LOS ANGELES – The Los Angeles County Board of Supervisors Tuesday approved a handful of motions designed to more quickly respond to provide housing for people living on the streets.
Supervisors Mark Ridley-Thomas and Janice Hahn co-authored a motion for a Comprehensive Crisis Response Strategy, with Hahn saying the problem demands a Marshall Plan-like solution.
“We have to treat the homeless crisis with the urgency that it demands,” Hahn said. “I don’t want to continue to rely on the same old policies and practices that are working too slowly.
“We need our own Marshall Plan here in L.A. County so that we can provide shelter and housing to anyone and everyone who is willing to come inside, and we need the flexibility to do it as quickly and as efficiently as possible,” Hahn added.
Ridley-Thomas also garnered approval for deploying 30 trailers provided by the state to public and privately-owned parking lots in South Los Angeles “within days” to serve as interim housing for families.
There are 30,000 people countywide who have been evaluated by outreach workers and are ready to move inside, according to the Los Angeles Homeless Services Authority. More than 1,000 died on the streets of Los Angeles County last year.
“We need a framework that makes sure each of them has a safe place to go — and soon,” Ridley-Thomas said. “This means getting rid of any red tape and other unnecessary impediments so that we can expedite housing and services.”
The trailers were supplied through an executive order by Gov. Gavin Newsom, who also committed earlier this month to spend more than $1 billion in fighting homelessness statewide during the 2020-21 fiscal year.
The county’s crisis strategy, as laid out in the motion, calls for the county’s Homeless Initiative and Office of Emergency Management to work together on a framework for prioritizing strategies that build capacity and accountability. A report back is expected in 60 days.
Homelessness advocates expressed their support.
“This is the right approach: creativity and flexibility in approach, but focus and accountability on the bottom line — helping all our friends outside have a place to call home,” said Chris Ko, managing director for homelessness and strategic initiatives at the nonprofit United Way of Greater Los Angeles.
The 13-member Governor’s Council of Regional Homeless Advisors, which Ridley-Thomas co-heads, has pushed municipalities to treat homelessness as a humanitarian crisis tantamount to a natural disaster.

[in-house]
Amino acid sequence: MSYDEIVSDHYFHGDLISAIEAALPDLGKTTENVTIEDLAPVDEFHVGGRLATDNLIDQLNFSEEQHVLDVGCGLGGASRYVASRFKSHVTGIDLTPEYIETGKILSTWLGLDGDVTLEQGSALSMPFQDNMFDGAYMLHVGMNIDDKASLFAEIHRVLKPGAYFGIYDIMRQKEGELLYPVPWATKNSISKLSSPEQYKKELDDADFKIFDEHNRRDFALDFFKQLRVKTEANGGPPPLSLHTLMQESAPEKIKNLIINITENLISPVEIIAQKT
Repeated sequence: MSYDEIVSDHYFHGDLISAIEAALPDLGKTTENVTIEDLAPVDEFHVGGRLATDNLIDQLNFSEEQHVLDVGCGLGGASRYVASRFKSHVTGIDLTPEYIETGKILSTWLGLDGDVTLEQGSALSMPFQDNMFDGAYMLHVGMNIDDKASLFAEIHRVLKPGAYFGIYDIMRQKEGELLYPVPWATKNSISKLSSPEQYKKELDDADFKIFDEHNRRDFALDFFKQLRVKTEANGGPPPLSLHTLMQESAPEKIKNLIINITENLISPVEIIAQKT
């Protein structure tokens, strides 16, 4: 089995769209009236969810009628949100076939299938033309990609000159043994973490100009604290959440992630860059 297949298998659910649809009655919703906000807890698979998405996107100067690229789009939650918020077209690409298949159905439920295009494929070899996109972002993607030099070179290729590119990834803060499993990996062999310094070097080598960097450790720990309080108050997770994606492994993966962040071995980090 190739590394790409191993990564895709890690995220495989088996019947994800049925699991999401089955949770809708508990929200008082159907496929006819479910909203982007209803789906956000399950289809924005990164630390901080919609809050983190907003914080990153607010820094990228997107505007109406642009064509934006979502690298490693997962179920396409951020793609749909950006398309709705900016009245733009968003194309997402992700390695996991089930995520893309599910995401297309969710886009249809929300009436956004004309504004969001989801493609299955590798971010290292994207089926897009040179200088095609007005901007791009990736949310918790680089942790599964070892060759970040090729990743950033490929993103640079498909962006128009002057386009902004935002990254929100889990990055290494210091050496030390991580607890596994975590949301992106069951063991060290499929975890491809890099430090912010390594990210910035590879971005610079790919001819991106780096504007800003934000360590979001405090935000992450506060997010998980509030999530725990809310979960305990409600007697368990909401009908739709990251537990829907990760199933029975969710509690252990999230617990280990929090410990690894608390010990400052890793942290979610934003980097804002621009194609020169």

On a separate motion by Supervisor Hilda Solis, the board voted to bid on the about-to-be-closed St. Vincent Medical Center as a site for housing homeless individuals.
“This is an opportunity that’s unique,” said Solis, reminding her colleagues that the county tried to secure the property at Alvarado and Third streets in the Westlake district in March but were outbid.
The city of Los Angeles and other private parties are also expected to submit bids for the 10.5-acre campus.
“L.A. County is best suited to take the lead in turning St. Vincent Medical Center into a facility that could help address our need for more affordable housing, interim housing, and wraparound mental and medical health services,” Solis said. “If we are to effectively combat our homelessness crisis, we must be innovative and creative in our approach. This is not business as usual.”
CEO Sachi Hamai said her team would present a draft letter of intent to the board next week and indicated that the county’s offer would be all cash.
“I don’t want to enter into any short-term or long-term obligations,” Hamai told the board.
The deadline for a proposal is Feb. 7, according to Hamai.
The nonprofit Verity Health System announced earlier this month that a proposed sale of the 366-bed hospital had fallen through, and the facility would be closing. Verity Health has been working through Chapter 11 bankruptcy and had hoped to transfer ownership of the hospital and three other medical centers.
According to Verity, patients at St. Vincent Medical Center will continue to receive care until they can be discharged or transferred to other hospitals. The hospital’s transplant programs will be relocated to other facilities to ensure patients “will continue to receive high-quality care from their existing physicians.”